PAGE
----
Over a course of several months in late 2010, a large apartment complex in North Austin undertook a major renovation of its stone exterior, requiring scores of workers. The apartment complex owners hired an out-of-state general contractor, who hired local labor subcontractor David Flores to round up the dozens of laborers needed to perform the work. In September 2010, a few months into the job, a dispute arose and the general contractor fired Flores, who then failed to pay many of the laborers. EJC’s first action was to help six of these workers file wage claims for totaling about $7,000. But the trouble was just beginning.
At that point the general contractor replaced Flores, putting another local labor subcontractor, Jaime Rodriguez in charge of the work crew. The workers continued working on the apartments, but were nervous because they had heard Rodriguez and Flores are relatives, and that both have a reputation for ripping off their workers. And sure enough, in late November 2010, a second set of 38 workers from the same crew contacted EJC reporting that now Rodriguez had not paid them for several weeks of work, many lamenting that their families had to forego any Thanksgiving dinner because they didn’t get paid. Meanwhile, the general contractor, confronted with the workers’ complaint, issued the workers a notice in English and broken Spanish that it would not take any responsibility for their unpaid wages, and warning the workers to stay away from the jobsite. EJC attorneys helped these additional 38 workers present their legal demand to the general contractor for a further $56,000 in unpaid wages and helped them place a mechanic’s lien on the apartment complex to secure their claim.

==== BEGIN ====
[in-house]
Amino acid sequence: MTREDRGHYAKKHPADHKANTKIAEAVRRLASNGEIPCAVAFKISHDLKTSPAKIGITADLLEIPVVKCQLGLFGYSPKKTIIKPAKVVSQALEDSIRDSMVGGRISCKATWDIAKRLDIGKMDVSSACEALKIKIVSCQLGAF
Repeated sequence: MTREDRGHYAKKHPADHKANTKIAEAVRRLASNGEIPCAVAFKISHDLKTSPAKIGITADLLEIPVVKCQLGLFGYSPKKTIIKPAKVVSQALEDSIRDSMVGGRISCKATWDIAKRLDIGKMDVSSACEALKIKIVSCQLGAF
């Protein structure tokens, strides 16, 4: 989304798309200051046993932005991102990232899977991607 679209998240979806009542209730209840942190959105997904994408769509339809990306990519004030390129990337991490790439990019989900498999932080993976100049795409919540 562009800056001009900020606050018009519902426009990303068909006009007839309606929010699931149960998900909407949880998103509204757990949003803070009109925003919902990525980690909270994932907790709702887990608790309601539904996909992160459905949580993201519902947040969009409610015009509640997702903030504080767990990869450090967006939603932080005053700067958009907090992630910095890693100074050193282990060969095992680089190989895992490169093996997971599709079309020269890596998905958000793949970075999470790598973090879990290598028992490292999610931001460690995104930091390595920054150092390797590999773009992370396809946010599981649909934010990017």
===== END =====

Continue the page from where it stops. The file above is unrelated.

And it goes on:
For many months thereafter the general contractor’s lawyers fought the workers’ claims, trying to pressure them into accepting less than they had earned. But the 44 workers stood their ground. Finally, when EJC attorneys prepared a lawsuit to enforce the workers’ claims, the general contractor paid the full amount owed—over $63,000 for all 44 workers.
“This illustrates a form of exploitation we see frequently in the construction industry,” said Aaron Johnson EJC’s lead counsel on the case. “The companies at the top of the contracting chain hire cheap fly-by-night labor contractors to recruit and supervise the laborers but then illegally try to wash their hands of responsibility when the workers get cheated.”
[Note: As a condition of the settlement, the workers agreed not to publicize the identity of the general contractor or the apartment complex.]